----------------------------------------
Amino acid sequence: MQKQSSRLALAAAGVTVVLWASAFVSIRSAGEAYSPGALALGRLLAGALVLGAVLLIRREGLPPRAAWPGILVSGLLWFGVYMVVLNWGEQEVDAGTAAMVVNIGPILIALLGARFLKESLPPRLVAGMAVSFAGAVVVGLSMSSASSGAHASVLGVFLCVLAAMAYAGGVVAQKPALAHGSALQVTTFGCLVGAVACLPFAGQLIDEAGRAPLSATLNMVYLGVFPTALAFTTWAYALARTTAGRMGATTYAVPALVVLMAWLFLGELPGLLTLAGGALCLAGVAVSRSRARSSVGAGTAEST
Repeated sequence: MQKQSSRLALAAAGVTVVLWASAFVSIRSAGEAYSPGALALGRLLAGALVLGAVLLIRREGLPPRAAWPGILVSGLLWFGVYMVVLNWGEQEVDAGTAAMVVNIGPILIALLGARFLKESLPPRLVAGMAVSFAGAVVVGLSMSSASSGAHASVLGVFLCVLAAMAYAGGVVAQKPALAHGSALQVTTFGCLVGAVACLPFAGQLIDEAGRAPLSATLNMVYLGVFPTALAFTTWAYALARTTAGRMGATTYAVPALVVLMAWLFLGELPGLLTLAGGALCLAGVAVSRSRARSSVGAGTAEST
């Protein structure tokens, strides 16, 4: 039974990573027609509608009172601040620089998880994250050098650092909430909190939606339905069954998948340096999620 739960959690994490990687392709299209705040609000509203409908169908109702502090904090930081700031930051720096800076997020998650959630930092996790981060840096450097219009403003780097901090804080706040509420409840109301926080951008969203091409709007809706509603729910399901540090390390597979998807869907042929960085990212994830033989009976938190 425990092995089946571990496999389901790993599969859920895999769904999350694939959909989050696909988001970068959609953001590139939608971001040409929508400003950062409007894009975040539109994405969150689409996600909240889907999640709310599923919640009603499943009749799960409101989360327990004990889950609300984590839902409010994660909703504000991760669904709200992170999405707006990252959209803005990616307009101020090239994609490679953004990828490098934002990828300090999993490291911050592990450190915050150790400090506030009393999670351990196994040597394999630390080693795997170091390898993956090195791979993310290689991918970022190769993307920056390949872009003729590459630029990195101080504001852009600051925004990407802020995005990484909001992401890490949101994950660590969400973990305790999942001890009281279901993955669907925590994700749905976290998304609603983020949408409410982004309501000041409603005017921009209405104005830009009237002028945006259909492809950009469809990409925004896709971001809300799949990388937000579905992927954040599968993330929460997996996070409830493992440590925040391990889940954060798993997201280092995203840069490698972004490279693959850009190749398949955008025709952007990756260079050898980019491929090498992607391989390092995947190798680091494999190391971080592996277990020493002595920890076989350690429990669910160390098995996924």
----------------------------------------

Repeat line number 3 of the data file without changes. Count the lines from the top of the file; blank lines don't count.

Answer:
């Protein structure tokens, strides 16, 4: 039974990573027609509608009172601040620089998880994250050098650092909430909190939606339905069954998948340096999620 739960959690994490990687392709299209705040609000509203409908169908109702502090904090930081700031930051720096800076997020998650959630930092996790981060840096450097219009403003780097901090804080706040509420409840109301926080951008969203091409709007809706509603729910399901540090390390597979998807869907042929960085990212994830033989009976938190 425990092995089946571990496999389901790993599969859920895999769904999350694939959909989050696909988001970068959609953001590139939608971001040409929508400003950062409007894009975040539109994405969150689409996600909240889907999640709310599923919640009603499943009749799960409101989360327990004990889950609300984590839902409010994660909703504000991760669904709200992170999405707006990252959209803005990616307009101020090239994609490679953004990828490098934002990828300090999993490291911050592990450190915050150790400090506030009393999670351990196994040597394999630390080693795997170091390898993956090195791979993310290689991918970022190769993307920056390949872009003729590459630029990195101080504001852009600051925004990407802020995005990484909001992401890490949101994950660590969400973990305790999942001890009281279901993955669907925590994700749905976290998304609603983020949408409410982004309501000041409603005017921009209405104005830009009237002028945006259909492809950009469809990409925004896709971001809300799949990388937000579905992927954040599968993330929460997996996070409830493992440590925040391990889940954060798993997201280092995203840069490698972004490279693959850009190749398949955008025709952007990756260079050898980019491929090498992607391989390092995947190798680091494999190391971080592996277990020493002595920890076989350690429990669910160390098995996924």